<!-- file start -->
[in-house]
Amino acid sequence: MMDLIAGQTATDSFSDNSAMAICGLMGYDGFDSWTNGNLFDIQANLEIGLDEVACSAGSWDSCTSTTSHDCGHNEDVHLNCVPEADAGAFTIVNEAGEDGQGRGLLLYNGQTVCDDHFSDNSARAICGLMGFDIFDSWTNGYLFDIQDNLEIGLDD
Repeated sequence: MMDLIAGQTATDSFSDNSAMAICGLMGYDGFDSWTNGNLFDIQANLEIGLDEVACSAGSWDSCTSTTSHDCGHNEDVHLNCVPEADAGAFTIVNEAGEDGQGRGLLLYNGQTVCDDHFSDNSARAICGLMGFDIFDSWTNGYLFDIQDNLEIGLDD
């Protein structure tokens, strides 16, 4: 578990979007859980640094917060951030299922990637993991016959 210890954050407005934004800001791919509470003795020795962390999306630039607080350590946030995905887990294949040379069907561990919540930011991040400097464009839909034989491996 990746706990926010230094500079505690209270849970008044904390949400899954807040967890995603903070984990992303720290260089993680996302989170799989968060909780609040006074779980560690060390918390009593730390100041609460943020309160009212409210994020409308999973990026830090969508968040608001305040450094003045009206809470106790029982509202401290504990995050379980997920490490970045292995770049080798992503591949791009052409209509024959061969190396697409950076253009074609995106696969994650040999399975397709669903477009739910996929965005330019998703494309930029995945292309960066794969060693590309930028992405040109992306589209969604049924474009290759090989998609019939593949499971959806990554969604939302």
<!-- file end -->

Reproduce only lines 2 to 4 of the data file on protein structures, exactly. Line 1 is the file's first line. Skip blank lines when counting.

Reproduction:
Amino acid sequence: MMDLIAGQTATDSFSDNSAMAICGLMGYDGFDSWTNGNLFDIQANLEIGLDEVACSAGSWDSCTSTTSHDCGHNEDVHLNCVPEADAGAFTIVNEAGEDGQGRGLLLYNGQTVCDDHFSDNSARAICGLMGFDIFDSWTNGYLFDIQDNLEIGLDD
Repeated sequence: MMDLIAGQTATDSFSDNSAMAICGLMGYDGFDSWTNGNLFDIQANLEIGLDEVACSAGSWDSCTSTTSHDCGHNEDVHLNCVPEADAGAFTIVNEAGEDGQGRGLLLYNGQTVCDDHFSDNSARAICGLMGFDIFDSWTNGYLFDIQDNLEIGLDD
């Protein structure tokens, strides 16, 4: 578990979007859980640094917060951030299922990637993991016959 210890954050407005934004800001791919509470003795020795962390999306630039607080350590946030995905887990294949040379069907561990919540930011991040400097464009839909034989491996 990746706990926010230094500079505690209270849970008044904390949400899954807040967890995603903070984990992303720290260089993680996302989170799989968060909780609040006074779980560690060390918390009593730390100041609460943020309160009212409210994020409308999973990026830090969508968040608001305040450094003045009206809470106790029982509202401290504990995050379980997920490490970045292995770049080798992503591949791009052409209509024959061969190396697409950076253009074609995106696969994650040999399975397709669903477009739910996929965005330019998703494309930029995945292309960066794969060693590309930028992405040109992306589209969604049924474009290759090989998609019939593949499971959806990554969604939302």